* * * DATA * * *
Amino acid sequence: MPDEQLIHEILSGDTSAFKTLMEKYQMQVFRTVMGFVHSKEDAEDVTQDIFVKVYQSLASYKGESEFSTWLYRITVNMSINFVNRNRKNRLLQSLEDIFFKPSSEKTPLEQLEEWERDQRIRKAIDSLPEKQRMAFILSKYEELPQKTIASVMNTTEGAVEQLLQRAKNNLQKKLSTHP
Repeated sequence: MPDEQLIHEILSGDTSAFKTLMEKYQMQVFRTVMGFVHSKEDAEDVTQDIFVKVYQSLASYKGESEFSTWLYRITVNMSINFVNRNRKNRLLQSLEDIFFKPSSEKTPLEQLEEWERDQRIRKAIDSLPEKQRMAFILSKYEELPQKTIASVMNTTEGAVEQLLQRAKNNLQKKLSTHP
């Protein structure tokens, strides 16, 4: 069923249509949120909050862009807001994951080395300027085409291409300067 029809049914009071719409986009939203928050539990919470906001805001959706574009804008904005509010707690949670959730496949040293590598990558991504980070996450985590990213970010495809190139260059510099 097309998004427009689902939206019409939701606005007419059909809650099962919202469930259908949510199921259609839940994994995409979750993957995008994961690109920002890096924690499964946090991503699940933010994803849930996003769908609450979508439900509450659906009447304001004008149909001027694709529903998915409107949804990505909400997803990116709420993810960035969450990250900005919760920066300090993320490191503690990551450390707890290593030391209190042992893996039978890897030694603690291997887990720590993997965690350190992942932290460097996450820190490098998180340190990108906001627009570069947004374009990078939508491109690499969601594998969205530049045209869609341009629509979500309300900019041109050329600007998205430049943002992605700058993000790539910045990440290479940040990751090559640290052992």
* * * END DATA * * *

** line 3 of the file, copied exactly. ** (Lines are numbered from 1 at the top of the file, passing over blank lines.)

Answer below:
């Protein structure tokens, strides 16, 4: 069923249509949120909050862009807001994951080395300027085409291409300067 029809049914009071719409986009939203928050539990919470906001805001959706574009804008904005509010707690949670959730496949040293590598990558991504980070996450985590990213970010495809190139260059510099 097309998004427009689902939206019409939701606005007419059909809650099962919202469930259908949510199921259609839940994994995409979750993957995008994961690109920002890096924690499964946090991503699940933010994803849930996003769908609450979508439900509450659906009447304001004008149909001027694709529903998915409107949804990505909400997803990116709420993810960035969450990250900005919760920066300090993320490191503690990551450390707890290593030391209190042992893996039978890897030694603690291997887990720590993997965690350190992942932290460097996450820190490098998180340190990108906001627009570069947004374009990078939508491109690499969601594998969205530049045209869609341009629509979500309300900019041109050329600007998205430049943002992605700058993000790539910045990440290479940040990751090559640290052992």